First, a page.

If you suspect a romance scam:

  • Stop communicating with the person immediately, report their profile as ‘fake’ to the dating or social media site they first approached you on
  • Talk to someone you trust, and pay attention if your friends or family say they’re concerned about your new love interest
  • Do a search for the type of job the person has to see if other people have heard similar stories. For example, you could do a search for “Army scammer” or “oil rig scammer”

RED FLAGS:

  • A person asks you for cryptocurrency but you’ve never met in person
  • Urgent requests
  • They’ll only share photos and speak to you on the phone – never on video

Beware of romance scams

One of the oldest scamming approaches in the book, some cybercriminals will try to blackmail you with incriminating or embarrassing information that’s either real or entirely made up. For instance, you might receive an email or message that they have compromising videos, pictures, confidential data of you. The scammer will request you pay them in cryptocurrency or else they’ll release it to everyone in your phone or email contact list. They may keep the threat vague, saying that they’ll share “a secret” without naming it specifically.

  • Delete these messages and report the sender to the authorities
  • Whatever you do, DO NOT PAY THE RANSOM!
  • Do not to engage with the scammer
  • If the email or message includes a password you still use then change it immediately

Beware of black mail scams

Employment cryptocurrency scams often begin with an unsolicited job offer that lures victim to a fraudulent website to learn more about the opportunity. The scammer initiates an online interview most often through the following apps: Telegram or WhatsApp.

“You’re hired” the scammer will ask you to pay for training or ask that you need to use your bank account to manage financial transactions. The scammer will deposit fraudulent money in to your bank account, you will be asked to send parts or all of the money in the way of cryptocurrency. This will continue until your bank picks up on the fraudulent deposits and transactions or until you determine this job does not feel quite right.

Before you accept a job offer, and certainly before you pay for one, take these steps to protect yourself from job scams:

  • Look up the company or person with “review” or “scam” to see what other people have reported
  • Do an online search to confirm whether or not the company exists
  • Find the phone number for the company you are applying for and call the company to verify whether or not they are hiring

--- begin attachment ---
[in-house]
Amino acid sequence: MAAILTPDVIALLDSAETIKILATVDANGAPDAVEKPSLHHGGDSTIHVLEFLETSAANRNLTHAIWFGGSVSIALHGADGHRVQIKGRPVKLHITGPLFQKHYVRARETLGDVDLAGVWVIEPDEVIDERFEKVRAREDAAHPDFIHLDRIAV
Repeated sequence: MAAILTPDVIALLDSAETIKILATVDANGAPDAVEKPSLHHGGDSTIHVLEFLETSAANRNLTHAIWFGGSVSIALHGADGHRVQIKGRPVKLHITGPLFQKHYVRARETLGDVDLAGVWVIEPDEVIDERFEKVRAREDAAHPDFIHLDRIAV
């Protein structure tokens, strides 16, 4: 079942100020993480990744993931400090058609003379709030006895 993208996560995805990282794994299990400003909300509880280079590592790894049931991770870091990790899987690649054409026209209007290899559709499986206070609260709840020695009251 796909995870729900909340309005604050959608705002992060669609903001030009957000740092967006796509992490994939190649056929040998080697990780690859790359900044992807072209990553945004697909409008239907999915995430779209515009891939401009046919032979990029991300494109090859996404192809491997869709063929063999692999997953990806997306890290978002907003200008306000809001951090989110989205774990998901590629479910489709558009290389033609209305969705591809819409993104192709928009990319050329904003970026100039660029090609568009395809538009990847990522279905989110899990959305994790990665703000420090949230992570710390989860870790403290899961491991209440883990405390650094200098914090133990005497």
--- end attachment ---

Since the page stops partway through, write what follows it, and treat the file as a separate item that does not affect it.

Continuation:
• Don’t pay for the promise of a job. Legitimate employers will never ask you to pay to get a job
  • No legitimate employer will deposit money into your bank account and then tell you to send on part or all of the money

RED FLAGS:

  • Unsolicited job offer
  • The offered wage is higher the average wage for that job
  • Emails are sent from Gmail, Yahoo or Outlook
  • You need supply your bank account information
  • You are required to receive money into your bank account and transfer it to unknown persons/companies

Beware of employment scams

Follow a Few Key Rules

Here are a few guidelines that can help protect you:

  • Never share your seed phrases/recovery phrase or private keys with anyone
  • Enable multi-factor authentication
  • Don’t send cryptocurrency to people claiming to work for a government agency or large corporation
  • Ignore anyone who promises to give you free money or says you’re guaranteed to make money on an investment
  • Never take any information at face value
  • Always do your own research before making any financial transactions

If you’re unsure, you can search for the details related to the website, app or cryptocurrency in question by searching the name with “review” or “scam” to see what other people have reported.

How to Report Cryptocurrency Scams

If you’ve fallen victim to a cryptocurrency scam, you can report it to:

  • Local Authorities
  • Action Fraud
  • FTC
  • Commodity Futures Trading Commission (CFTC)
  • U.S. Securities and Exchange Commission (SEC)
  • Cryptocurrency exchange company you used to send the cryptocurrency

You may also want to report the scam to the cryptocurrency project or platform. If you’re approached on a messaging or social media platform, you could also report the person to a group administrator who can ban the user or warn others about the cybercriminals.